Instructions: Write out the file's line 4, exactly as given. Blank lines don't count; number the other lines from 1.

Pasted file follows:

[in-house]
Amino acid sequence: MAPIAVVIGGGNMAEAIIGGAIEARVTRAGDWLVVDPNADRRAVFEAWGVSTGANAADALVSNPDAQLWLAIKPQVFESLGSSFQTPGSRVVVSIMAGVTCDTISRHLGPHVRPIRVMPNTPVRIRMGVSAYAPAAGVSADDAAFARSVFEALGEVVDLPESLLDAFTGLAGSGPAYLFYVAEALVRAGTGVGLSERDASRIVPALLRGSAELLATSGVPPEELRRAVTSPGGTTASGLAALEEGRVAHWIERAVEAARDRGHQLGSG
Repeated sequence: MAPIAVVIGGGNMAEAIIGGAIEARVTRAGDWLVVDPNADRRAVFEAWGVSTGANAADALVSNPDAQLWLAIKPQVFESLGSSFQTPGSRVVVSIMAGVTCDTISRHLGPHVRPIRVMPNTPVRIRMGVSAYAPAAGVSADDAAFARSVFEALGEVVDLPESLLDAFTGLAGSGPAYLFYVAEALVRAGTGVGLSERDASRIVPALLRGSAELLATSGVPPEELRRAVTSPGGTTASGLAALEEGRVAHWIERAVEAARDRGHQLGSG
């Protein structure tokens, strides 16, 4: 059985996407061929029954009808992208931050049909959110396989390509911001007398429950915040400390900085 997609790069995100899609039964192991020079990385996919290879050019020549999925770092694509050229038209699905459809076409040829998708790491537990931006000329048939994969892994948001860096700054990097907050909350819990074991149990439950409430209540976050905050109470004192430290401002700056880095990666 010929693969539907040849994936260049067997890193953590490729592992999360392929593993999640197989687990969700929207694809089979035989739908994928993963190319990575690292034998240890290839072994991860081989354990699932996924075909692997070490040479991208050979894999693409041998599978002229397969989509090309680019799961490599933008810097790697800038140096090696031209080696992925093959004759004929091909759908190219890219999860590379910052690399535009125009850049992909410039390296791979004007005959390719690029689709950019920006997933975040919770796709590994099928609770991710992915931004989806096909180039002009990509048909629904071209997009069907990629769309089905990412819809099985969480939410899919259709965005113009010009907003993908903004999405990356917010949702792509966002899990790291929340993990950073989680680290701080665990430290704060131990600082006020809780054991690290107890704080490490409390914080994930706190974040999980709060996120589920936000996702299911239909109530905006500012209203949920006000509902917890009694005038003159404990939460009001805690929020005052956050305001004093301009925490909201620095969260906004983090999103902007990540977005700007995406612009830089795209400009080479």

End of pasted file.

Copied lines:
């Protein structure tokens, strides 16, 4: 059985996407061929029954009808992208931050049909959110396989390509911001007398429950915040400390900085 997609790069995100899609039964192991020079990385996919290879050019020549999925770092694509050229038209699905459809076409040829998708790491537990931006000329048939994969892994948001860096700054990097907050909350819990074991149990439950409430209540976050905050109470004192430290401002700056880095990666 010929693969539907040849994936260049067997890193953590490729592992999360392929593993999640197989687990969700929207694809089979035989739908994928993963190319990575690292034998240890290839072994991860081989354990699932996924075909692997070490040479991208050979894999693409041998599978002229397969989509090309680019799961490599933008810097790697800038140096090696031209080696992925093959004759004929091909759908190219890219999860590379910052690399535009125009850049992909410039390296791979004007005959390719690029689709950019920006997933975040919770796709590994099928609770991710992915931004989806096909180039002009990509048909629904071209997009069907990629769309089905990412819809099985969480939410899919259709965005113009010009907003993908903004999405990356917010949702792509966002899990790291929340993990950073989680680290701080665990430290704060131990600082006020809780054991690290107890704080490490409390914080994930706190974040999980709060996120589920936000996702299911239909109530905006500012209203949920006000509902917890009694005038003159404990939460009001805690929020005052956050305001004093301009925490909201620095969260906004983090999103902007990540977005700007995406612009830089795209400009080479």